The 6 churches you can´t miss in Salta
- Published: Friday, 26 February 2016 16:41
Ever since the city of Salta was founded in 1582, religion was a really important aspect for its people. Largely due to its Spanish origin and heritage, Cristianism is by far the most practiced religion in the country and this is reflected in architecture. Since Salta is considered to have one of the most well-kept historical centers in Argentina, you don´t want to miss some of these fine constructions. You will notice how big religion was for the old habitants and how it moves thousands of believers with the power of faith even today.
The Catedral Basílica de Salta y Santuario del Señor y la Virgen del Milagro is located on the North side of Plaza 9 de julio and is one of the main city sights for every traveler. The current building was finished in 1882 and took 20 years to be completed after an earthquake destroyed the original church in 1856. The façade and towers show an Italian style with baroque touches and were declared National Historic Monument in 1941 along with many other buildings in Salta.
Inside the church, you can find the statues of the Señor y Virgen del Milagro, who are taken out for a procession every September 15th. Last year, around 800 000 people attended to renew their pact of faith and prevent the city from suffering more earthquakes. Another important aspect is the pantheon where the remains of many important figures of the independence such as the iconic Martín Miguel de Güemes, the gaucho hero, are kept.
The Basílica Menor y Convento de San Francisco is one of the most photographed corners in the city, Córdoba and Caseros, only one block away from the main square. The building we see today dates back from 1872 and almost two centuries were needed to complete it because many fires compromised the weak original structure. The bell tower, with 54m, is the highest in all of South America.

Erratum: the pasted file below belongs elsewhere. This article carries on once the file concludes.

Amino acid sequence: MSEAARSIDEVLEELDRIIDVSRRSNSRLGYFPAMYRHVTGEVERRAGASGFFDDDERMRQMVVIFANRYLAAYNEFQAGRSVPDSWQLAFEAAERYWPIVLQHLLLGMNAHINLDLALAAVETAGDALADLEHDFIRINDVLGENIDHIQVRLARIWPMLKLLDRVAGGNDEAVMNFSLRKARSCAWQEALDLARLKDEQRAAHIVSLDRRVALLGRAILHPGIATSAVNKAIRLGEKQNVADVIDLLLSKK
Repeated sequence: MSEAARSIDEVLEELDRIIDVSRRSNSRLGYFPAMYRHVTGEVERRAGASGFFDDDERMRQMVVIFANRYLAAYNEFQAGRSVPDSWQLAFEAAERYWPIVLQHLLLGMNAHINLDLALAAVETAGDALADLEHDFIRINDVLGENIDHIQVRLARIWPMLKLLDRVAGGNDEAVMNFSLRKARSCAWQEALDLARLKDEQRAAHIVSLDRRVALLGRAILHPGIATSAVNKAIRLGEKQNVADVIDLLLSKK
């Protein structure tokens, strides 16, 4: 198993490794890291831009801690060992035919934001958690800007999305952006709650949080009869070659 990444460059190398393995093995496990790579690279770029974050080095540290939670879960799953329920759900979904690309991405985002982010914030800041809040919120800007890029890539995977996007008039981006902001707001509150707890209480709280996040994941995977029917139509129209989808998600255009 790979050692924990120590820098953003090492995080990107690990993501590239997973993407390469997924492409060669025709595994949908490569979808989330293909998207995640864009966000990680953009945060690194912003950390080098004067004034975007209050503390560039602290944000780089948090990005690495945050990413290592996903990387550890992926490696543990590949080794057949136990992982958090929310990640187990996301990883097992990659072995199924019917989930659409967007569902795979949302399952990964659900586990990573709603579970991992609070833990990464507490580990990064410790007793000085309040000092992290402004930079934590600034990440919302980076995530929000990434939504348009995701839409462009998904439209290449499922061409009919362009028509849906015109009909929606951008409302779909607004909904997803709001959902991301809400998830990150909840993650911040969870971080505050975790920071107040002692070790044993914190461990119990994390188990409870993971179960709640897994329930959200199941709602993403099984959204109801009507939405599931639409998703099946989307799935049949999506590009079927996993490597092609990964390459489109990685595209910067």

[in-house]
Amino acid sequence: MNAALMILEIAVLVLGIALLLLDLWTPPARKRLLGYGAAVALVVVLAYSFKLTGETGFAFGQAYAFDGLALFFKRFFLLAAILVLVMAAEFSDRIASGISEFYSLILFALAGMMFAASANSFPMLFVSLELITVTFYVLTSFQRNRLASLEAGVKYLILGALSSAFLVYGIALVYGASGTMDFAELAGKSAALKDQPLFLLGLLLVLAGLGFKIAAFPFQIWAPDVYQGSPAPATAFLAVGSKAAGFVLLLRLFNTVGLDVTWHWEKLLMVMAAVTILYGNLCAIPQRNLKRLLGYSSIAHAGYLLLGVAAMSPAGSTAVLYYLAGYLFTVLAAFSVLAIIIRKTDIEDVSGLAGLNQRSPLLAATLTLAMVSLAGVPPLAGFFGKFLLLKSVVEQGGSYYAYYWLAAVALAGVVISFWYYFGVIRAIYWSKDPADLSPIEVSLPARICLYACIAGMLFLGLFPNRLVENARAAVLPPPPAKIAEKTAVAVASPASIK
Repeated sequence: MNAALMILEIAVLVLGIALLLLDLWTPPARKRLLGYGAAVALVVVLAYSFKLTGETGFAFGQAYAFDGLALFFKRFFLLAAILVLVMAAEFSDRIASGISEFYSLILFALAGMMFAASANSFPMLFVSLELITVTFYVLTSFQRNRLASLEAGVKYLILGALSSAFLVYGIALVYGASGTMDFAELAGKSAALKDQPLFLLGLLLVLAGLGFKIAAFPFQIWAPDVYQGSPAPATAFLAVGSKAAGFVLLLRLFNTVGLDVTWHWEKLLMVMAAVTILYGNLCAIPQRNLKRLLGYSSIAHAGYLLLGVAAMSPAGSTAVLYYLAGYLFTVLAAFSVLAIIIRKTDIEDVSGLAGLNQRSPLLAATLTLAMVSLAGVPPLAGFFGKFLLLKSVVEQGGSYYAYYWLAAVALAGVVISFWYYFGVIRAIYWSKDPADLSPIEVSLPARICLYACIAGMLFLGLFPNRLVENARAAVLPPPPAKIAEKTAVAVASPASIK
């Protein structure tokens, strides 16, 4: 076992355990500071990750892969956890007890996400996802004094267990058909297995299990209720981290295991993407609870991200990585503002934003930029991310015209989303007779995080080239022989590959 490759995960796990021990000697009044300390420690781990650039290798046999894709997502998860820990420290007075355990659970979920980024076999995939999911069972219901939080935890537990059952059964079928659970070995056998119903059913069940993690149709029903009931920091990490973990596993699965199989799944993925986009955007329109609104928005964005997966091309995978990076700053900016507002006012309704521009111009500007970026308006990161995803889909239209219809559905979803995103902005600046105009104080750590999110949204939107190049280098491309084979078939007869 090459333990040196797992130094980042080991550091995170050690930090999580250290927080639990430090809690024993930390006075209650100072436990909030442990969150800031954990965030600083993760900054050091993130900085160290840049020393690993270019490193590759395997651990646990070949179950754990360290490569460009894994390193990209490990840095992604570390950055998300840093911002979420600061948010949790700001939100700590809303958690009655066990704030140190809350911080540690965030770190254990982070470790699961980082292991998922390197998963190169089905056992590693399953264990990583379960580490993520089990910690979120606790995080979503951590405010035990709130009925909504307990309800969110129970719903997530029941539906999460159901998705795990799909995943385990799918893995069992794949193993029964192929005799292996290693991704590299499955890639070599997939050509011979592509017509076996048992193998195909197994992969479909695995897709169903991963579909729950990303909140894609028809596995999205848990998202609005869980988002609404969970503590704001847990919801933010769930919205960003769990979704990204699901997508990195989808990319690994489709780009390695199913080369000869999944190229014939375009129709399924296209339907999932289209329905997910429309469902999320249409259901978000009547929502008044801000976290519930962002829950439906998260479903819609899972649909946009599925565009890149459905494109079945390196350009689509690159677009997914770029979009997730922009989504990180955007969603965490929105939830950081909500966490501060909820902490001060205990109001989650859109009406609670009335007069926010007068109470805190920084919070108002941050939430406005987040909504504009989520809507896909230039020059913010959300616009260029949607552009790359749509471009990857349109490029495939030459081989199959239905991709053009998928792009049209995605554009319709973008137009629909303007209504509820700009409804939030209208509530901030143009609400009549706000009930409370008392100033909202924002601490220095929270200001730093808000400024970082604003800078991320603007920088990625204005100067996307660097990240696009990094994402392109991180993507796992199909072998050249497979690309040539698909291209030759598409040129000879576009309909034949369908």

In 1813, Manuel Belgrano himself (the man behind Argentina´s flag and the face you see in10 pesos bills) was here after the Battle of Salta to honor the fallen soldiers. You can visit the Campana de la Patria, a bell forged with the metal remains of the canons used during the war.
La Iglesia Nuestra Señora de la Candelaria de la Viña is located in the corner of Alberdi and San Juan, just a little bit outside of the centre. It is a fairly similar to San Francisco (her “big sister” who most of times steals all the attention) but in a different and very beautiful colour palette, with a mix of pink, sky blue and white.
It was originally built in 1908 to house the Virgen de la Candelaria. The tower is also one of the tallest in Argentina with 44 meters.
The Parroquia Nuestra Señora del Perpetuo Socorro y San Alfonso is located in Leguizamon Street between 20 de Febrero and 25 de Mayo. A neogothic church built between 1908 and 1911 to keep two copies of the Virgen del Perpetuo Socorro, a painting which is safe in Rome and is believed to have been painted in the 10th century. Every June 27th, the “Knights of the Virgin” ride with one of those copies around the streets of Salta.
The Iglesia de Nuestra Señora de La Merced y San Bautista is only two blocks away from the main square in Caseros street. It is another great example of neogothic architecture; it displays a very elegant collection of vitraux specially brought from Germany.
Erected between 1907 and 1914, it also guards the cross which Manuel Belgrano ordered to place above the tombs of the fallen in the Battle of Salta.
This one-nave chapel was built with the remaining building materials from the Convento de San Bernardo in 1864. It is located in Urquiza street between Buenos Aires and Córdoba and is a nice example of classic colonial construction.
All the visitors, can see this examples on a half day walk, or take a city tour with us.